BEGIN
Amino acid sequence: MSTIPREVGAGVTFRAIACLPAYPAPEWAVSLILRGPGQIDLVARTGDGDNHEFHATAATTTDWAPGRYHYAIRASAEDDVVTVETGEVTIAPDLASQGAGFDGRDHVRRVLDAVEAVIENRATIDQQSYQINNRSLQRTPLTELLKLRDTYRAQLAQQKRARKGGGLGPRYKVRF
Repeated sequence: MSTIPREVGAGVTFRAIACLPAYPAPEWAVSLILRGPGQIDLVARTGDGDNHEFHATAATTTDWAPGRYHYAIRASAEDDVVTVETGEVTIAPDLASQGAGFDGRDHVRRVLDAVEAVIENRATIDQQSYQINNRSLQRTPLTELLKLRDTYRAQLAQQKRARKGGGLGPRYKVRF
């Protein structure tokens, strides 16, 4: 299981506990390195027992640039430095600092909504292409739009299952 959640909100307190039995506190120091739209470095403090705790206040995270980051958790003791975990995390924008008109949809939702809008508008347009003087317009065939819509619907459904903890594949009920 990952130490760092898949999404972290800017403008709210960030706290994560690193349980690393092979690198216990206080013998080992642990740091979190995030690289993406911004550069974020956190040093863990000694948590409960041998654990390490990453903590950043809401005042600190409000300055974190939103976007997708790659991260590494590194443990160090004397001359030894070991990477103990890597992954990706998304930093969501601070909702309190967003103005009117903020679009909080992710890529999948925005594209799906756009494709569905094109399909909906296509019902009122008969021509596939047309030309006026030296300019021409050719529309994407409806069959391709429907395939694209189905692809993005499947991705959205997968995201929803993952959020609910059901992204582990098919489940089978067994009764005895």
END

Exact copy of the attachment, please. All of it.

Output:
Amino acid sequence: MSTIPREVGAGVTFRAIACLPAYPAPEWAVSLILRGPGQIDLVARTGDGDNHEFHATAATTTDWAPGRYHYAIRASAEDDVVTVETGEVTIAPDLASQGAGFDGRDHVRRVLDAVEAVIENRATIDQQSYQINNRSLQRTPLTELLKLRDTYRAQLAQQKRARKGGGLGPRYKVRF
Repeated sequence: MSTIPREVGAGVTFRAIACLPAYPAPEWAVSLILRGPGQIDLVARTGDGDNHEFHATAATTTDWAPGRYHYAIRASAEDDVVTVETGEVTIAPDLASQGAGFDGRDHVRRVLDAVEAVIENRATIDQQSYQINNRSLQRTPLTELLKLRDTYRAQLAQQKRARKGGGLGPRYKVRF
């Protein structure tokens, strides 16, 4: 299981506990390195027992640039430095600092909504292409739009299952 959640909100307190039995506190120091739209470095403090705790206040995270980051958790003791975990995390924008008109949809939702809008508008347009003087317009065939819509619907459904903890594949009920 990952130490760092898949999404972290800017403008709210960030706290994560690193349980690393092979690198216990206080013998080992642990740091979190995030690289993406911004550069974020956190040093863990000694948590409960041998654990390490990453903590950043809401005042600190409000300055974190939103976007997708790659991260590494590194443990160090004397001359030894070991990477103990890597992954990706998304930093969501601070909702309190967003103005009117903020679009909080992710890529999948925005594209799906756009494709569905094109399909909906296509019902009122008969021509596939047309030309006026030296300019021409050719529309994407409806069959391709429907395939694209189905692809993005499947991705959205997968995201929803993952959020609910059901992204582990098919489940089978067994009764005895």